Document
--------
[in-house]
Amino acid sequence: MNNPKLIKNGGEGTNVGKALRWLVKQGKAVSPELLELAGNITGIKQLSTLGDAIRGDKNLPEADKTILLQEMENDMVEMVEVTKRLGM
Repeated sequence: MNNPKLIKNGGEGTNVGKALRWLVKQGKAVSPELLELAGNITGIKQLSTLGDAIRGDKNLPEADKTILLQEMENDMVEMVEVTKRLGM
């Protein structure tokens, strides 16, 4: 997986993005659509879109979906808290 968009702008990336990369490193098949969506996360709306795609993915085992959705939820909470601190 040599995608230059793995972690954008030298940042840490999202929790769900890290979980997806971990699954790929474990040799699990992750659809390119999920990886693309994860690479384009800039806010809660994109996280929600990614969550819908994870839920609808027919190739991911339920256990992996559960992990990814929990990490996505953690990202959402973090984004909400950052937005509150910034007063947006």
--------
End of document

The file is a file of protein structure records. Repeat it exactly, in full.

[in-house]
Amino acid sequence: MNNPKLIKNGGEGTNVGKALRWLVKQGKAVSPELLELAGNITGIKQLSTLGDAIRGDKNLPEADKTILLQEMENDMVEMVEVTKRLGM
Repeated sequence: MNNPKLIKNGGEGTNVGKALRWLVKQGKAVSPELLELAGNITGIKQLSTLGDAIRGDKNLPEADKTILLQEMENDMVEMVEVTKRLGM
């Protein structure tokens, strides 16, 4: 997986993005659509879109979906808290 968009702008990336990369490193098949969506996360709306795609993915085992959705939820909470601190 040599995608230059793995972690954008030298940042840490999202929790769900890290979980997806971990699954790929474990040799699990992750659809390119999920990886693309994860690479384009800039806010809660994109996280929600990614969550819908994870839920609808027919190739991911339920256990992996559960992990990814929990990490996505953690990202959402973090984004909400950052937005509150910034007063947006």